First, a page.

I must admit that, as has become one of my regular whines, I felt the book was a bit too long for its content, especially in the first half. It seemed to take forever for the investigation element to get underway, and I had to suspend an awful lot of disbelief that no formal investigation of the death seemed to be taking place. But when a second death happens about halfway through, things hot up, and the plot is actually rather darker than it seems as if it’s going to be. However, the general feeling is one of a well-written cosy.

Cindy Brown
Cindy Brown

There’s lots of humour in the book, and I appreciated this more as the book progressed and I found Ivy had won me over. If murder and theft aren’t enough, she also has to contend with the fact that her Uncle Bob seems to have fallen for a woman whom Ivy suspects of being a fortune hunter or worse. Oh, and then there’s the little matter that no-one thought to warn her of when she took the job as Nancy – that part of her task would be to perform aerial acrobatics 40 feet above the stage! The production of Oliver! At Sea! is largely ‘borrowed’ from the musical Oliver, with some strategic changes – songs such as Gruel, Glorious Gruel have an eerie familiarity! There’s also a touch of romance, but this isn’t allowed to overwhelm the book.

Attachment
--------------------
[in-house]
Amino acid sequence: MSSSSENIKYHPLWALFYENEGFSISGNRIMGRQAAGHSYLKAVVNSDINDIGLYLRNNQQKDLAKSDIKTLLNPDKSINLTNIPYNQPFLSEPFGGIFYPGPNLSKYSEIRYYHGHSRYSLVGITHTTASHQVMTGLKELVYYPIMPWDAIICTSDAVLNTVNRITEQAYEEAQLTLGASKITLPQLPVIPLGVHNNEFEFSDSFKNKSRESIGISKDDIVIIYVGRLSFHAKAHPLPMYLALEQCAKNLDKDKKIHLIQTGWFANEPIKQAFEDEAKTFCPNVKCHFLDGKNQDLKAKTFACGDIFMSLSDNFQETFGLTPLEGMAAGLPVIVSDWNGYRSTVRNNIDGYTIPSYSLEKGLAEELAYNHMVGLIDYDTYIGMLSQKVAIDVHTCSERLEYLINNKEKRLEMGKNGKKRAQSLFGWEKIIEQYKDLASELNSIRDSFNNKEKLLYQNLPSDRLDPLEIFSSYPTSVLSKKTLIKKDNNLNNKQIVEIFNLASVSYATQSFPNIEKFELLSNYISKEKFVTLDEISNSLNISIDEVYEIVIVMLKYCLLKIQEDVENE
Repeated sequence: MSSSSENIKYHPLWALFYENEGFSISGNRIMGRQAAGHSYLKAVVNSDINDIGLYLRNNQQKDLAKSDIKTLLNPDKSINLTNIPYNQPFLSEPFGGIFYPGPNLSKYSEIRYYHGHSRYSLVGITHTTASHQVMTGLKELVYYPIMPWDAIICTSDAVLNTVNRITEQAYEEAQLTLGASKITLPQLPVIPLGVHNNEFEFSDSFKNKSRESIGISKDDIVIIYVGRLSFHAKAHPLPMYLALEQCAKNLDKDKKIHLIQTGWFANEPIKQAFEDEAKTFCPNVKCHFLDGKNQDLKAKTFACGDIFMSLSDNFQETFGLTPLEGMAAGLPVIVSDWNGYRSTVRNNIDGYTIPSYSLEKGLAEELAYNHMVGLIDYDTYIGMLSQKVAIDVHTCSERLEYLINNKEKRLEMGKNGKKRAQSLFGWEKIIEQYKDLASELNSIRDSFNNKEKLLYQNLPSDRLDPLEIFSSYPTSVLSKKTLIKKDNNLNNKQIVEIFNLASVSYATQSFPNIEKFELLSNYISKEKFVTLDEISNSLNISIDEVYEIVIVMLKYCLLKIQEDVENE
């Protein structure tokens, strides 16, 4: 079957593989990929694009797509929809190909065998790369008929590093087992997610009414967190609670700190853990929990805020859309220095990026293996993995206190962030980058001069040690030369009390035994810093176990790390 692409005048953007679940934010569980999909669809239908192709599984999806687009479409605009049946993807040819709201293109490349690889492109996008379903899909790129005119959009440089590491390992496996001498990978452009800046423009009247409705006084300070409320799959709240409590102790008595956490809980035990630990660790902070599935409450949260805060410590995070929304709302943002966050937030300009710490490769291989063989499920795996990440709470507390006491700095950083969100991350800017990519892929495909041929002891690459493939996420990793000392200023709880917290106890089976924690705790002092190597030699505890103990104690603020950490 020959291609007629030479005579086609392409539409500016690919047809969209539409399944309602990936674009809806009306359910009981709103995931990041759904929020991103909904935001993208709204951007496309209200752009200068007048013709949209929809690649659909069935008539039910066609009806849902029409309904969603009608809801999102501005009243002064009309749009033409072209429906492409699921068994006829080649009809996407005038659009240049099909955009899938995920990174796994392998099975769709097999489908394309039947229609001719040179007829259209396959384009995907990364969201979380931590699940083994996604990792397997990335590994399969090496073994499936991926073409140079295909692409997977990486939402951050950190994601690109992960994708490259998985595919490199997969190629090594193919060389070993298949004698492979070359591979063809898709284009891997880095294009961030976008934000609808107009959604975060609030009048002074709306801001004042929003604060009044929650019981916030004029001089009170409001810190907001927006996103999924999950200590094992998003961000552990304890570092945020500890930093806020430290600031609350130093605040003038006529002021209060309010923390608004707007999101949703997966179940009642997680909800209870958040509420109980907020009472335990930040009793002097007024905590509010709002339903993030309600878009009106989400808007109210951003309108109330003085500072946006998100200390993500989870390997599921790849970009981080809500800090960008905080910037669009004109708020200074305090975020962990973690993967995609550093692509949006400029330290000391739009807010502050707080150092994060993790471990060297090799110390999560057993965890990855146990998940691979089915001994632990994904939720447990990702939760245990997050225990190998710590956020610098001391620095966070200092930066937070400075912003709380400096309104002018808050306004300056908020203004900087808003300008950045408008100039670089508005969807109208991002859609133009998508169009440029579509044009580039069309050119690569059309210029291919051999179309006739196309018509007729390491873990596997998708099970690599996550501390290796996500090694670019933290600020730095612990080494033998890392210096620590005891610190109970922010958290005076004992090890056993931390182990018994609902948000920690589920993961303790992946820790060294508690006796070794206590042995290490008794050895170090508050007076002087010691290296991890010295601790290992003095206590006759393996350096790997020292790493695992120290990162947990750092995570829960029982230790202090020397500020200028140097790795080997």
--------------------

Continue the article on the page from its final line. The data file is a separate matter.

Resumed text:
A very enjoyable cosy, better written than many in that genre, with a decent plot and some great characters. I can only echo Oliver himself… “Please, sir, I want some more!” It’s apparently the third in the series, each of which has a theatre theme, and I’ll be adding the other two to my list for those days when only something light-hearted and fun will do.

NB This book was provided for review by the publisher, Henery Press.

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Book 7
Book 8

The Case of the Dotty Dowager by Cathy Ace

the case of the dotty dowagerOch aye, it’s no’ bad…

😀 😀 😀 🙂